The Secret to Tax Planning for Retirement

Secret Tax Planning Header ImageWe’ll admit it: this one’s an open secret.  

“Spend less” is the advice you hear time and again in the financial press, and of course it makes sense: the less you need in retirement, the less income you draw, and thus the less tax you pay.

But it’s not the whole story.

After all, not all expenses are equal. No number of vetoed trips to your favorite coffee shop is going to make a significant dent in your tax bill (unless you’re truly a serious coffee drinker).

The secret is a matter of where you reduce your spending — and how.

Here’s what you can do.

Eliminate high-interest debt

Credit card debt is one of the single biggest financial black holes out there. Not only can it cripple your finances due to the sheer interest expense, it acts as a recurring budget item that can’t be taken away.

In retirement, that puts you in a double-bind: not only do you need to keep financing the debt, but you’re paying taxes on the income that you’re drawing in order to do so.

This doesn’t even account for the loss of flexibility if your income falls or you’re in financial trouble another reason. Credit cards not only take money away, they prevent you from putting that money towards something else.

That’s why one of the best things you can do before retirement is to pay off your credit cards.

You’ll save on interest payments, you’ll save on taxes, and you’ll save yourself a potential headache down the road.

Consider paying off your mortgage

While your mortgage may not be a major financial risk factor in your life, it is still a form of debt. That means drawing down on your retirement assets to pay your mortgage exposes you to the same additional tax costs.

Just think: banks people typically put anywhere from 8% (for the very wealthy) to 22% towards their mortgage.1 That’s a lot of income to be spending every month.

If you can pay off or eliminate your mortgage — and thus bring your housing expenses closer to zero — your overall savings could be immense.

One simple way to do it would be to pre-pay your mortgage in the years before retirement, or you could sell your house and downsize to something cheaper instead. The specific strategy you choose should account for the specifics of your financial situation, of course, but also your goals and plans for retirement.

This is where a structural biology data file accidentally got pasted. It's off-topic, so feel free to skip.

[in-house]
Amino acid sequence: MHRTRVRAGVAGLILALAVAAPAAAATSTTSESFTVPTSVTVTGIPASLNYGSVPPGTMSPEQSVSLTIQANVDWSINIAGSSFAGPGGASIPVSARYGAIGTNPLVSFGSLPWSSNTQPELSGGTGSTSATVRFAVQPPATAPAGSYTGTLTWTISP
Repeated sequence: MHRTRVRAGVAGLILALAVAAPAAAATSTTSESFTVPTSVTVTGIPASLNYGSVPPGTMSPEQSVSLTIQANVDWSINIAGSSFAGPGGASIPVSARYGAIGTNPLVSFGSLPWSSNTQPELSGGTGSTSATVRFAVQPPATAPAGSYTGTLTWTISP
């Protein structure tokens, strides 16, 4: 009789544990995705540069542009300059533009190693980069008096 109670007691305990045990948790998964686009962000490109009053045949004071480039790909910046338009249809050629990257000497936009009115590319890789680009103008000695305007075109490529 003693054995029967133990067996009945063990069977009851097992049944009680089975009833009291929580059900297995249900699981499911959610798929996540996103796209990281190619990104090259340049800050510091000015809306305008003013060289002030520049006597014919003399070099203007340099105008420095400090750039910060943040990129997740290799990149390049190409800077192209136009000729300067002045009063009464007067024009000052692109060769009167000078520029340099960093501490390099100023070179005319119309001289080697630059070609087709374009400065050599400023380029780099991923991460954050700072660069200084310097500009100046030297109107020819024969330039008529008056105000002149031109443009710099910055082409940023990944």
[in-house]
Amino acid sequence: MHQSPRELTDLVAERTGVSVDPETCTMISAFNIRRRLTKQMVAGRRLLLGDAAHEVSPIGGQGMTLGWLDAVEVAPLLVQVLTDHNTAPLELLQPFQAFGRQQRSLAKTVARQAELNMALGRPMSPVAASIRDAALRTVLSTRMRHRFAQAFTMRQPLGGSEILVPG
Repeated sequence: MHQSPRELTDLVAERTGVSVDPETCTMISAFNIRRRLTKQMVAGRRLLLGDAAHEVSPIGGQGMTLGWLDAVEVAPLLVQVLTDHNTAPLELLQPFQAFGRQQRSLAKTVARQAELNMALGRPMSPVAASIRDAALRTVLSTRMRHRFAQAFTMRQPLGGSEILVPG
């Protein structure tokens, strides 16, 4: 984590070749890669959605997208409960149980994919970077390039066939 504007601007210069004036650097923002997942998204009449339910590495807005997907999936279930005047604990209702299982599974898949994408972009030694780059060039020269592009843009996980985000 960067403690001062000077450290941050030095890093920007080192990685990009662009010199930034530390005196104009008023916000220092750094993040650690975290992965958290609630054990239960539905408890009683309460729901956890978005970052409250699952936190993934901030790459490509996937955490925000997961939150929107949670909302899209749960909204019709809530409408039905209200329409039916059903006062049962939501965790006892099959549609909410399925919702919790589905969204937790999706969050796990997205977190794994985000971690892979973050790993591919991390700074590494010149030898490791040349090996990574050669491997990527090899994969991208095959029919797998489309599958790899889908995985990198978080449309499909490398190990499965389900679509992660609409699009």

Build a conservative budget

A budget without mortgage or credit card payments is already pretty conservative, to be sure.

But minimizing taxes is, in a way, as simple as keeping it simple.

If you can simplify or downsize in other areas of your life, retirement is a great time to start. A second car, a time share, or a few trips a year might not be so necessary to your happiness, and eliminating those extras can help pad your savings for the road ahead.

Of course, you probably don’t want to live a Spartan existence — after all, what’s the point of retiring if you can’t enjoy it? But do stay aware of your big ticket spending categories and how you might winnow them down a bit.

The payoff isn’t just less money on taxes. It’s a greater amount of flexibility later, when, say, your healthcare budget needs to balloon suddenly — or when you get invited on the trip of a lifetime to some far-off place you’ve always wanted to see.

Let Us Help!

We can discuss this topic and more in person at a complimentary appointment. As a bay area retirement specialist we can give you a review and make suggestions based on your retirement objectives.

 Secret Tax Planning Infographic

1 Brian Stoffel. “Here’s the Average American’s Mortgage Payment, by Age and Income — How Do You Compare?” The Motley Fool. March 23, 2015. http://www.fool.com/investing/general/2015/03/23/heres-the-average-americans-mortgage-payment-by-ag.aspx

Important disclosures:

The opinions voiced in this article are for general information only. They are not intended to provide specific advice or recommendations for any individual and do not constitute an endorsement by United Planners.

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